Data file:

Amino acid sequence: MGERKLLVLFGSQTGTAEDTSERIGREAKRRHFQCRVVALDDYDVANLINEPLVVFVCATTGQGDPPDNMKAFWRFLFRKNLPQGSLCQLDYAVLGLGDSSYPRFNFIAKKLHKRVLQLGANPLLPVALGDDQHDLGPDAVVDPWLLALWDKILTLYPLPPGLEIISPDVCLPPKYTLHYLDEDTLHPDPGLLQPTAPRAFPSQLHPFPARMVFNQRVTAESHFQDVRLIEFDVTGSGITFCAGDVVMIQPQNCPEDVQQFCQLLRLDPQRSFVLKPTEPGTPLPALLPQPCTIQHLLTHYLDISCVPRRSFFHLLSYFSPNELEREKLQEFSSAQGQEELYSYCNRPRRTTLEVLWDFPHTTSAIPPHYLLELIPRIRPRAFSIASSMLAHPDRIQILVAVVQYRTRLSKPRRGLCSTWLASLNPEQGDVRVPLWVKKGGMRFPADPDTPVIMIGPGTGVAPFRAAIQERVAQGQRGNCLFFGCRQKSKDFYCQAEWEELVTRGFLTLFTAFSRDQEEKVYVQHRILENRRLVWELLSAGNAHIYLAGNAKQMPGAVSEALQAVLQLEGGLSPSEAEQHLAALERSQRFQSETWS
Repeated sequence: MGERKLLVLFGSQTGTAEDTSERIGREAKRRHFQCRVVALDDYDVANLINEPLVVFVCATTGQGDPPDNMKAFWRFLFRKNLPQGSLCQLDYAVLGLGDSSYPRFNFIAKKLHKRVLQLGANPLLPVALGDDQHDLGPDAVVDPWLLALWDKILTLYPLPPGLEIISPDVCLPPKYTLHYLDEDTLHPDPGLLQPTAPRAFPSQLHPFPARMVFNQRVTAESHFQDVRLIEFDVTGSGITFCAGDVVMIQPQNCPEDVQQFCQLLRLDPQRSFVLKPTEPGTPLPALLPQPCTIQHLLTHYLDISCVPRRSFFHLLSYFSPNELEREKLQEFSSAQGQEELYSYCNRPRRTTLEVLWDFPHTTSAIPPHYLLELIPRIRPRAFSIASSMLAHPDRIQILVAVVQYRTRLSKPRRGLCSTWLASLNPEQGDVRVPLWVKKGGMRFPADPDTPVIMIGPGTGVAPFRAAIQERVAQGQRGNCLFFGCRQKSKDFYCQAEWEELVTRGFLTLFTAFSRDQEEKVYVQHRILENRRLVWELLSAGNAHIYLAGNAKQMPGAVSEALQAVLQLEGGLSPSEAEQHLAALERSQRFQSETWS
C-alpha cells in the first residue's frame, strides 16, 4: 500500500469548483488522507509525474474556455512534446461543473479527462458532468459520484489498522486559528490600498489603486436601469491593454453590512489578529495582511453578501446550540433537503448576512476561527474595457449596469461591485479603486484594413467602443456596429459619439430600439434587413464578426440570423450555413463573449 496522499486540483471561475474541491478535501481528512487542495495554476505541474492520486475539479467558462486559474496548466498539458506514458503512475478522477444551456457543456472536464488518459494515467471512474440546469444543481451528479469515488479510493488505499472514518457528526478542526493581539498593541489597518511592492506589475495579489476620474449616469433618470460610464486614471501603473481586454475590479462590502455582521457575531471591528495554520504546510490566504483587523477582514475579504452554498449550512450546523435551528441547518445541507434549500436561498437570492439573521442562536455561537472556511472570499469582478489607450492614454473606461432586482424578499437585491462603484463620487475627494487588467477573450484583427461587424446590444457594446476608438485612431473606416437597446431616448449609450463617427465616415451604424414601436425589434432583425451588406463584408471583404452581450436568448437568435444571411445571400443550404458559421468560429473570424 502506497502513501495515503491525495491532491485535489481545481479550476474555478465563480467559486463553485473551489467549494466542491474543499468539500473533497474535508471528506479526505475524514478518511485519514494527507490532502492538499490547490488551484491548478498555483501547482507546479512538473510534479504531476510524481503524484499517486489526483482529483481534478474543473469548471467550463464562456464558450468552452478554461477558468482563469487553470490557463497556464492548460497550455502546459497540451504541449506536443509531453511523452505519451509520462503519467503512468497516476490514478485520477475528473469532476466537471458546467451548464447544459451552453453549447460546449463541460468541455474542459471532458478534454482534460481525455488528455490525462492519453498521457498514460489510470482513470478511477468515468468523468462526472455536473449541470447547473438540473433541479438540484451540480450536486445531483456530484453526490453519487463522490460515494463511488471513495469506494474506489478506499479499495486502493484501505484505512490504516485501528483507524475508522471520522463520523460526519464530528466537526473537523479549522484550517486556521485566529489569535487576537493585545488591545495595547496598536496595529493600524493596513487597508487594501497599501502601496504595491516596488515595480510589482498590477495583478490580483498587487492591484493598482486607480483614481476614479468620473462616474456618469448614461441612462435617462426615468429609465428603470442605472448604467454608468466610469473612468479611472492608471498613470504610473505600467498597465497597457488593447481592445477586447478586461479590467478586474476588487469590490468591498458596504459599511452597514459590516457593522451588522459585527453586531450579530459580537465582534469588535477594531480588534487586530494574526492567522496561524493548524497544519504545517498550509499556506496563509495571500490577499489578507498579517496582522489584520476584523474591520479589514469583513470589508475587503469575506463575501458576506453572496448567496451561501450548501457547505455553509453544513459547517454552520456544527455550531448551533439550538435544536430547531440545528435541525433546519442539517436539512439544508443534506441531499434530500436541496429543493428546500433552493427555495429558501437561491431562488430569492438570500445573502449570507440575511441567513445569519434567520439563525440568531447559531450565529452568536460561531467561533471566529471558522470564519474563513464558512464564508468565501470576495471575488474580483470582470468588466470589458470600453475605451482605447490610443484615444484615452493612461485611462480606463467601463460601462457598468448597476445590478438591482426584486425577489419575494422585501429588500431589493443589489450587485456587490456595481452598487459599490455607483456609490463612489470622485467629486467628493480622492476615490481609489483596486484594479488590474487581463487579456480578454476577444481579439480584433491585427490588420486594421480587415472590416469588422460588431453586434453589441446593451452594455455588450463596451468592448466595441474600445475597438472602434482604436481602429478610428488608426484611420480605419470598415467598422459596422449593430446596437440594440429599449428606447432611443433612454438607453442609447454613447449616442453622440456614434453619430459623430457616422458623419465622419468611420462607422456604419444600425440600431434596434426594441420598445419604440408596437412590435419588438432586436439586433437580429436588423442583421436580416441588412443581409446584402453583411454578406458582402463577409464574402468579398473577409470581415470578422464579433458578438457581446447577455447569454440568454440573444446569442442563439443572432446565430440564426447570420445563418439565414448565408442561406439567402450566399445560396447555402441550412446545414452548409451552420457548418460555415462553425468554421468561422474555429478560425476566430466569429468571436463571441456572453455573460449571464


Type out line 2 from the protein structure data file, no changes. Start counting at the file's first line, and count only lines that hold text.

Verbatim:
Repeated sequence: MGERKLLVLFGSQTGTAEDTSERIGREAKRRHFQCRVVALDDYDVANLINEPLVVFVCATTGQGDPPDNMKAFWRFLFRKNLPQGSLCQLDYAVLGLGDSSYPRFNFIAKKLHKRVLQLGANPLLPVALGDDQHDLGPDAVVDPWLLALWDKILTLYPLPPGLEIISPDVCLPPKYTLHYLDEDTLHPDPGLLQPTAPRAFPSQLHPFPARMVFNQRVTAESHFQDVRLIEFDVTGSGITFCAGDVVMIQPQNCPEDVQQFCQLLRLDPQRSFVLKPTEPGTPLPALLPQPCTIQHLLTHYLDISCVPRRSFFHLLSYFSPNELEREKLQEFSSAQGQEELYSYCNRPRRTTLEVLWDFPHTTSAIPPHYLLELIPRIRPRAFSIASSMLAHPDRIQILVAVVQYRTRLSKPRRGLCSTWLASLNPEQGDVRVPLWVKKGGMRFPADPDTPVIMIGPGTGVAPFRAAIQERVAQGQRGNCLFFGCRQKSKDFYCQAEWEELVTRGFLTLFTAFSRDQEEKVYVQHRILENRRLVWELLSAGNAHIYLAGNAKQMPGAVSEALQAVLQLEGGLSPSEAEQHLAALERSQRFQSETWS